Marie Jakober, |
The Black Chalice
(Edge Science Fiction and Fantasy, 2000)
Karelian Brandeis, count of Lys, is a former Crusader. Sickened by the sights and deeds of the Crusade, he longs only to marry his betrothed, Adelaide of Ravensbruck, and settle down in Lys as a farmer. But on his way to Ravensbruck, he is forced to turn aside and journey through the forest of Helmardin. It is a journey that will change his life forever.
Gottfried, called the Golden, is Karelian's liege and a great soldier. But he has a secret that will divide a country and cause his most trusted vassal to turn against him and embrace a pagan heritage.
The sorceress Raven is the Queen of Car-Iduna, a fabled holding hidden in the forests of Helmardin. After luring Karelian and his party to her holding, she reveals to him her secret. She is the guardian of a priceless treasure, the Black Chalice, the Grail of Life that was fashioned by one of Karelian's own ancestresses. She offers Karelian much to renounce Gottfried and become her sworn champion in a fight to preserve the old ways.
Paul von Ardiun is a monk, though once, many years ago, he was Karelian's trusted squire. He has been commissioned by the pope to write a history of the tumultous times through which he lived, a tale that will warn good Christians away from heathenism and sorcery. But Paul has no sooner begun his tale when the sorceress Raven, whom he had hoped was long dead, appears in his cell and enchants his quill. No longer is he able to write the history he had planned; his ensorcelled pen will write only the truth, no matter how hard he tries to make it write something else. And Paul desperately does not want to remember the truth.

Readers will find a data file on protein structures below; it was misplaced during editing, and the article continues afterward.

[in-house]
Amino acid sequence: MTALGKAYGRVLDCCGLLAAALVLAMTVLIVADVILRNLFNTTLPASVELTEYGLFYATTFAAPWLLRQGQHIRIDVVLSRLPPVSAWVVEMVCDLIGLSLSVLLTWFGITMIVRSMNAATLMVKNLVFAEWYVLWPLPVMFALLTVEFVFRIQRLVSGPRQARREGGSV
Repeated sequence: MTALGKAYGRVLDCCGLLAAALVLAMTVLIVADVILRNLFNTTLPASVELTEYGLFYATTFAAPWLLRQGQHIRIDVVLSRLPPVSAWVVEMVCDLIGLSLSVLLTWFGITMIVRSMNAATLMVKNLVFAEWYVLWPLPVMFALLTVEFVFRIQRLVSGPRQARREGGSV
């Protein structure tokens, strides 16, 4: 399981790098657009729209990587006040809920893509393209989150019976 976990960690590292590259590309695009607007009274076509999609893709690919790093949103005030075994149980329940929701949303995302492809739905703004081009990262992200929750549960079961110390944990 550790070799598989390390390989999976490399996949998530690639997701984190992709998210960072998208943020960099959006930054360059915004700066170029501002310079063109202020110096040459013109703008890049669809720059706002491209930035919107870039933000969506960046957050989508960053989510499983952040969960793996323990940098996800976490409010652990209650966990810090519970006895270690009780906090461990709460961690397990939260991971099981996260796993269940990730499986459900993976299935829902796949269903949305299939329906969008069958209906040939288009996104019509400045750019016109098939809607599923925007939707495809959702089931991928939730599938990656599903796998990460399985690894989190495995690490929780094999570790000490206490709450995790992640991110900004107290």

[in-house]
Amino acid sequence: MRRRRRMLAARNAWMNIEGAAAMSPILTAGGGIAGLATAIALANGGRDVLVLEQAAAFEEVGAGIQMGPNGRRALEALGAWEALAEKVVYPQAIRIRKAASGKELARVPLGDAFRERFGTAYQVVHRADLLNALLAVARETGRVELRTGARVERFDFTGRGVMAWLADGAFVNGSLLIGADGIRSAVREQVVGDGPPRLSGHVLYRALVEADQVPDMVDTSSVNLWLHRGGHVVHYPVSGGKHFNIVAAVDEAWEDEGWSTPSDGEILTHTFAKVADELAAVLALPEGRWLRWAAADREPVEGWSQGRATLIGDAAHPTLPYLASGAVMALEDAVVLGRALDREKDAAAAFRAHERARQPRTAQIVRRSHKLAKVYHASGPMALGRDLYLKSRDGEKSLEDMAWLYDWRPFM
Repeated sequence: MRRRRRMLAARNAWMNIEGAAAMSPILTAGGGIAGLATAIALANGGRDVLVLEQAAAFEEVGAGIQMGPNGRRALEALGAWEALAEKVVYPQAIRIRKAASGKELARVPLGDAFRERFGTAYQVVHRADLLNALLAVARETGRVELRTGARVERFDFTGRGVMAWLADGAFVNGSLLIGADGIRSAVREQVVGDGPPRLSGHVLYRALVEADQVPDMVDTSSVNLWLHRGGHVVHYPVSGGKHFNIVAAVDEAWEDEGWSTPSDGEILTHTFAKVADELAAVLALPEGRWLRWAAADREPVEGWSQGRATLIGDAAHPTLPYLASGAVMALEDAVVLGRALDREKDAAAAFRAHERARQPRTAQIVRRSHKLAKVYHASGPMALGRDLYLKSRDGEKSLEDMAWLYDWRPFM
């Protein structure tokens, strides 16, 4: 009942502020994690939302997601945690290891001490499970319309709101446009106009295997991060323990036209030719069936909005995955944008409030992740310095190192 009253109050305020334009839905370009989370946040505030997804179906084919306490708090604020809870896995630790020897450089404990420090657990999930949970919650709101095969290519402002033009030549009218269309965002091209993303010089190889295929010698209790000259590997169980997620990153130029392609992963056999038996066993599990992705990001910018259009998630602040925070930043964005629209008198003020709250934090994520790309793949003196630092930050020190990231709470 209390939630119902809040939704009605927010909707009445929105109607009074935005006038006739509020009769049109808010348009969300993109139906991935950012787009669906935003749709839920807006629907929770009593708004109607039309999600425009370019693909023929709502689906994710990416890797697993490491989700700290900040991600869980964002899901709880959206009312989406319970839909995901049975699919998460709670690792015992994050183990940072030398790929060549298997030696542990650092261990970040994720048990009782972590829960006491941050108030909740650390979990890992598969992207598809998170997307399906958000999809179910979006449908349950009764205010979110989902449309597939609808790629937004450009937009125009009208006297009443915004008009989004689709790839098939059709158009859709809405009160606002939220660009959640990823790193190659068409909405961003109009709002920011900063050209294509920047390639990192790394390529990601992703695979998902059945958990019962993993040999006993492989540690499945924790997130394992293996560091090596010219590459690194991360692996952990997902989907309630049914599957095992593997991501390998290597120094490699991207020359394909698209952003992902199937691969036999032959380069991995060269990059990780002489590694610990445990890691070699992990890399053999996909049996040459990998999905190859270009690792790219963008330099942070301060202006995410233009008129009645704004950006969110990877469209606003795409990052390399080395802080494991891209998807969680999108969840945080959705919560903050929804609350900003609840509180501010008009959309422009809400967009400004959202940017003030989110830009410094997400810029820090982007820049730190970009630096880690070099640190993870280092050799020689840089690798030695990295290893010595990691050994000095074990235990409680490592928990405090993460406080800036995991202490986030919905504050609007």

The Black Chalice is a historical fantasy set in the time of the Holy Roman Empire, just after the first Crusade. It is a mythic tale of love and betrayal, but also a tale of war. In the background is the Crusade just ended, with all its cruel depravities. Looming over all is the threat of civil war in Germany (the Empire), but the basic struggle is that between the old ways and the new, between paganism and Christianity, between the ancient god Tyr and Jesus Christ.
Fans of Marion Zimmer Bradley's The Mists of Avalon will find much to like here. The Black Chalice depicts the same struggle not to lose something precious in the face of an oppressor. The Holy Grail and the Black Chalice of Life can even be seen as one and the same, though Jakober's book is definitely not Arthurian.
The best books evoke an emotional response in the reader. The Black Chalice is just such a book. I found myself by turns angry and saddened by the events described, knowing that even though they were fiction, the same sorts of events did occur in the world.
The Black Chalice is an excellent historical fantasy. I highly recommend it.
[ by Laurie Thayer ]